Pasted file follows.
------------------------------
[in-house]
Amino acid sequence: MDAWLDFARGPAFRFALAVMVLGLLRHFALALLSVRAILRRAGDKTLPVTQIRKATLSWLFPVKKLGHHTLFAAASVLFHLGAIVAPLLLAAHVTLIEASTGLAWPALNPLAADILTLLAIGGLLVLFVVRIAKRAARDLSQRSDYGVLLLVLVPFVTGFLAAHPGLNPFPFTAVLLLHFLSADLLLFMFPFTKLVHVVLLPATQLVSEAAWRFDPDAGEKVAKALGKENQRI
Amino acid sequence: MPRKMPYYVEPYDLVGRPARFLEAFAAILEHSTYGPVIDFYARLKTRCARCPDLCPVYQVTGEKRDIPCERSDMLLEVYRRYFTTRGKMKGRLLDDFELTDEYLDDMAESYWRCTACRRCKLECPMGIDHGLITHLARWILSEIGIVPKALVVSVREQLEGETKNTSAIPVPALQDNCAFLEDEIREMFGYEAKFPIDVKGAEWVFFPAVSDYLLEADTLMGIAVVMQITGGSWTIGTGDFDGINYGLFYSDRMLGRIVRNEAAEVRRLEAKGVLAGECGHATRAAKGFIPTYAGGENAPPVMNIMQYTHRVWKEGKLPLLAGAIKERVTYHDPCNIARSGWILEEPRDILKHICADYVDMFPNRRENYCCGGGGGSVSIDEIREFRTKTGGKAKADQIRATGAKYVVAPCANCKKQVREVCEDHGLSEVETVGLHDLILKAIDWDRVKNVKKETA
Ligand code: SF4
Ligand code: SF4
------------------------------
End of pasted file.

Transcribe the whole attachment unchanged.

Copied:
[in-house]
Amino acid sequence: MDAWLDFARGPAFRFALAVMVLGLLRHFALALLSVRAILRRAGDKTLPVTQIRKATLSWLFPVKKLGHHTLFAAASVLFHLGAIVAPLLLAAHVTLIEASTGLAWPALNPLAADILTLLAIGGLLVLFVVRIAKRAARDLSQRSDYGVLLLVLVPFVTGFLAAHPGLNPFPFTAVLLLHFLSADLLLFMFPFTKLVHVVLLPATQLVSEAAWRFDPDAGEKVAKALGKENQRI
Amino acid sequence: MPRKMPYYVEPYDLVGRPARFLEAFAAILEHSTYGPVIDFYARLKTRCARCPDLCPVYQVTGEKRDIPCERSDMLLEVYRRYFTTRGKMKGRLLDDFELTDEYLDDMAESYWRCTACRRCKLECPMGIDHGLITHLARWILSEIGIVPKALVVSVREQLEGETKNTSAIPVPALQDNCAFLEDEIREMFGYEAKFPIDVKGAEWVFFPAVSDYLLEADTLMGIAVVMQITGGSWTIGTGDFDGINYGLFYSDRMLGRIVRNEAAEVRRLEAKGVLAGECGHATRAAKGFIPTYAGGENAPPVMNIMQYTHRVWKEGKLPLLAGAIKERVTYHDPCNIARSGWILEEPRDILKHICADYVDMFPNRRENYCCGGGGGSVSIDEIREFRTKTGGKAKADQIRATGAKYVVAPCANCKKQVREVCEDHGLSEVETVGLHDLILKAIDWDRVKNVKKETA
Ligand code: SF4
Ligand code: SF4